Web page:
Talks Collapse: Teachers’ Union going back to the Court


Shortly after officials from the Guyana Teachers’ Union (GTU) and the Education Ministry met on Tuesday for a second round of talks after a brief period of mediation, the Union’s President Mark Lyte announced that those talks have collapsed.

The talks fell apart, he said, because the government does not want to negotiate salary increases for the 2019 to 2023 payment period. Only increases for 2024, Lyte said, were up for discussion.

But he insisted that minutes of last Thursday’s meeting indicate that the government, through the Chief Education Officer and Chief Negotiator, Saddam Hussain agreed to discuss the increases for this period.

The Ministry of Education, in a press release, accused the Union of abandoning the talks and “walking out of the meeting.”

It said: “The meeting was chaired by (Permanent Secretary of the Education Ministry) Shannielle Hoosein-Outar who upheld the Government’s position that discussions surrounding salary increases should be from 2024 onwards.

Officials from the Minsitry of Education and Guyana Teachers’ Union in talks (Photo: Ministry of Education/ March 12, 2024)

She explained that increases for the prior years would have financial implications, and that the 2024 budget does not have the fiscal space to accommodate the retroactive payment of salaries for teachers during the period 2019 – 2023.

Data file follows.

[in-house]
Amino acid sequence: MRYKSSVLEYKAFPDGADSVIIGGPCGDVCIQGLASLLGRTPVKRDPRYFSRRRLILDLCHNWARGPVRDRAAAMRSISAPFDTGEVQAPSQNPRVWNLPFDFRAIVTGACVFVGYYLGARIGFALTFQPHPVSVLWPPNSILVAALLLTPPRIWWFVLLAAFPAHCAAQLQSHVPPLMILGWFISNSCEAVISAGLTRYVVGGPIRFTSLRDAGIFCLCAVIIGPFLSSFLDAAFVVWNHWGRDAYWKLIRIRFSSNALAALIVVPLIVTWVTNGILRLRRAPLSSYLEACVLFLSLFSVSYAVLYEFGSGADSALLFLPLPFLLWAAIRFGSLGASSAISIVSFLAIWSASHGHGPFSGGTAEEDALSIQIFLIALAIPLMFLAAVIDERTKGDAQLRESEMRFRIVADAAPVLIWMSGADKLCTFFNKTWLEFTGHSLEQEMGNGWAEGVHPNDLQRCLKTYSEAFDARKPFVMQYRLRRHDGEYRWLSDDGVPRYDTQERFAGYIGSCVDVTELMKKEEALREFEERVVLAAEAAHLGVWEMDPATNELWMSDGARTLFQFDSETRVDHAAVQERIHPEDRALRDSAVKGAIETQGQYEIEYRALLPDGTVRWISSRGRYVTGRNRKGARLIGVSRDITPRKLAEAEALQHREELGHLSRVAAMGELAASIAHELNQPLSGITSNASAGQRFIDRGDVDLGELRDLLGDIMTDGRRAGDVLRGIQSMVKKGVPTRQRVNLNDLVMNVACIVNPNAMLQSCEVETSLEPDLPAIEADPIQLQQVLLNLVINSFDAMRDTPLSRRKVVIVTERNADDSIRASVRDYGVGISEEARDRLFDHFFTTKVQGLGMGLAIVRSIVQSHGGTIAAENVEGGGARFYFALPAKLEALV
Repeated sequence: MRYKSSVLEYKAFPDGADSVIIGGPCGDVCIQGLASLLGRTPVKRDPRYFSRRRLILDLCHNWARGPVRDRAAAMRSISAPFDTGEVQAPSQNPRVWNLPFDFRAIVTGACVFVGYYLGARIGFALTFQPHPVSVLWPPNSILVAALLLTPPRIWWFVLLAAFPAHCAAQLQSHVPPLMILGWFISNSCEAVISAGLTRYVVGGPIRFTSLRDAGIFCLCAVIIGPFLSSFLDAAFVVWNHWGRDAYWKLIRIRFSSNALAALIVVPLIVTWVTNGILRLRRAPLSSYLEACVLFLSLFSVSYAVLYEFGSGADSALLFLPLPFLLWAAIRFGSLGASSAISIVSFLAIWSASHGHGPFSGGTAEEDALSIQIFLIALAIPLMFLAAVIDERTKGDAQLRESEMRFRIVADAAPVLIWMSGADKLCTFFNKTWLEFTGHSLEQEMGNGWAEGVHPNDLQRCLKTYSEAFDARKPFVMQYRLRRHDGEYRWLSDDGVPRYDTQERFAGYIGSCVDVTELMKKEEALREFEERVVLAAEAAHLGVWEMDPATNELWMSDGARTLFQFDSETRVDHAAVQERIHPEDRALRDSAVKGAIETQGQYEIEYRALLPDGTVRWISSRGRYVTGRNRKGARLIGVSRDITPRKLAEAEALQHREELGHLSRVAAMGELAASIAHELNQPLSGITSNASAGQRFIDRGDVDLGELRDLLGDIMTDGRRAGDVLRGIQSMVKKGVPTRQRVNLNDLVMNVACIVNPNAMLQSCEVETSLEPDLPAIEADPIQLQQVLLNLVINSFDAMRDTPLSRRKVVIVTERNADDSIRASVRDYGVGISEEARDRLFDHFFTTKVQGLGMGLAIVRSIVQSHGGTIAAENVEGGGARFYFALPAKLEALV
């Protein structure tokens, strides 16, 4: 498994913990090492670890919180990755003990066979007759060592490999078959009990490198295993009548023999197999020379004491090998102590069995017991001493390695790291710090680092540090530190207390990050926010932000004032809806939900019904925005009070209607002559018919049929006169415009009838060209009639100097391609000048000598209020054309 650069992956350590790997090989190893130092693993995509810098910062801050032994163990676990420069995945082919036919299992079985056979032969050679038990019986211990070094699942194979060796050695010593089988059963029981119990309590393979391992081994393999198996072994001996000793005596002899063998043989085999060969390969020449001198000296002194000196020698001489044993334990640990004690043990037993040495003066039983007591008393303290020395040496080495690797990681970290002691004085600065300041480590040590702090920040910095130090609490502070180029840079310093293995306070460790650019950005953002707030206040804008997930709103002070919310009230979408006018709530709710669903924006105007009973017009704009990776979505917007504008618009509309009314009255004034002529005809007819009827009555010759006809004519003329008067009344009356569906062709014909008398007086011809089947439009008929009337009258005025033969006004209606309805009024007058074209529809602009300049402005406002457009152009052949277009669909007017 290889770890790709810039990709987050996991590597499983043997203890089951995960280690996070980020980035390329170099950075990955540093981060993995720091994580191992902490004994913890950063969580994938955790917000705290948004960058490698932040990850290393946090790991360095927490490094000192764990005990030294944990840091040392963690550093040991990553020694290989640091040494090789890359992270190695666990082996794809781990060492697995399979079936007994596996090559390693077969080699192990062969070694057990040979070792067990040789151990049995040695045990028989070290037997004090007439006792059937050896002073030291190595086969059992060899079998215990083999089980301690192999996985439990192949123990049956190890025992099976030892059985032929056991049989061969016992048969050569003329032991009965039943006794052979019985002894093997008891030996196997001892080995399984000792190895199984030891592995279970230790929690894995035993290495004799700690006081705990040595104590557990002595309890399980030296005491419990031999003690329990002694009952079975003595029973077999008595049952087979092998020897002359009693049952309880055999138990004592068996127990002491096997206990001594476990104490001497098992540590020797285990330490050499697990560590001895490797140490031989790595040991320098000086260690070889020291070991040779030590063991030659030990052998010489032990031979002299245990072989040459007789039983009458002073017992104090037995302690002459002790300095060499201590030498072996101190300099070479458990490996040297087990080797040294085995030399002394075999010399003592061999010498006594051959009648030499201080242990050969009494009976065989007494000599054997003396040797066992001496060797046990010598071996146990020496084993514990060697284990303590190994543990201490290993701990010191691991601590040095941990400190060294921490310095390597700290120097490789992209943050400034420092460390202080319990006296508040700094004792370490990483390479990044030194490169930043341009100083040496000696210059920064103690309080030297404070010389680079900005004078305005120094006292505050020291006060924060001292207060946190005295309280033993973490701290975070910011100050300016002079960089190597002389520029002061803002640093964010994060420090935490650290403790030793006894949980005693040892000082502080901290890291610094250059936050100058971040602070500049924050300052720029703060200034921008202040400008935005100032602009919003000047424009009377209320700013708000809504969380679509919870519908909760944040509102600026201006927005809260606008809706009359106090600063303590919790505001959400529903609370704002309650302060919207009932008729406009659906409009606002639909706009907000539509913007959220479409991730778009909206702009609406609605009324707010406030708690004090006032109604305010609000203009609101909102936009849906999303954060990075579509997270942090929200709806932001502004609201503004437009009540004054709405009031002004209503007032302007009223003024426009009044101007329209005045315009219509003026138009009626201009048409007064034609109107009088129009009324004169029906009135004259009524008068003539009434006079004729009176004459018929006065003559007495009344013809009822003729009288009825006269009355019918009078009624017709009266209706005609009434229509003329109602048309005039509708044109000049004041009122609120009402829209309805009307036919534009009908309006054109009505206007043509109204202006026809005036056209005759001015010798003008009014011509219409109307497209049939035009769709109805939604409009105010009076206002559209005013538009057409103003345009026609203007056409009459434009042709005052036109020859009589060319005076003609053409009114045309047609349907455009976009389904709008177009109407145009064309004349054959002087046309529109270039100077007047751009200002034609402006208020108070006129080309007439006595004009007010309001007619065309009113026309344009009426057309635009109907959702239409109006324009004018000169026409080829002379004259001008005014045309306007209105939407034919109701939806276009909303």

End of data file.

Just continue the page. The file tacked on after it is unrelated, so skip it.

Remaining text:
“Mrs. Hoosein-Outar asked the Union’s representatives to submit to the Ministry a proposal which would capture their request for a multiyear agreement commencing 2024.”

But the union maintains that in the 2019-2023 proposal, some of the other items up for discussion were salary matters, the 2% difference in salary for 2017 and 2018, a clothing allowance increase, and paying Whitley Council every three years.

The Education Ministry, however, noted that it was keen on addressing other matters and not just the salary increases. It said these other matters were identified by both sides for discussion.

When Hoosein-Outar allegedly insisted on only discussion increases for 2024, union reps left and appeared at a press conference soon after to explain their position.

There, Lyte said the Union will now explore what else it can do.

“…we have decided that our members are going to utilise the means that is possible to show the administration that we will not be bullied in any negotiation or discussion.

“… we are going to take this matter back to the court for the court to adjudicate on the matter,’ Lyte said, noting that the Union is currently consulting with its legal representatives to determine what actions are now needed.

Asked if teachers could return to strike action, Lyte responded in the affirmative. He, however, noted that future strike action rests on what directives are handed down from the courts.

Through a mediation process ordered by High Court Judge Sandil Kissoon earlier in March, the Government and the GTU came to a mutual agreement for striking teachers to return to their classrooms on or before Wednesday, March 06.

This meant that the nationwide industrial strike which commenced on February 05, 2024 was called off as it entered its fifth week.

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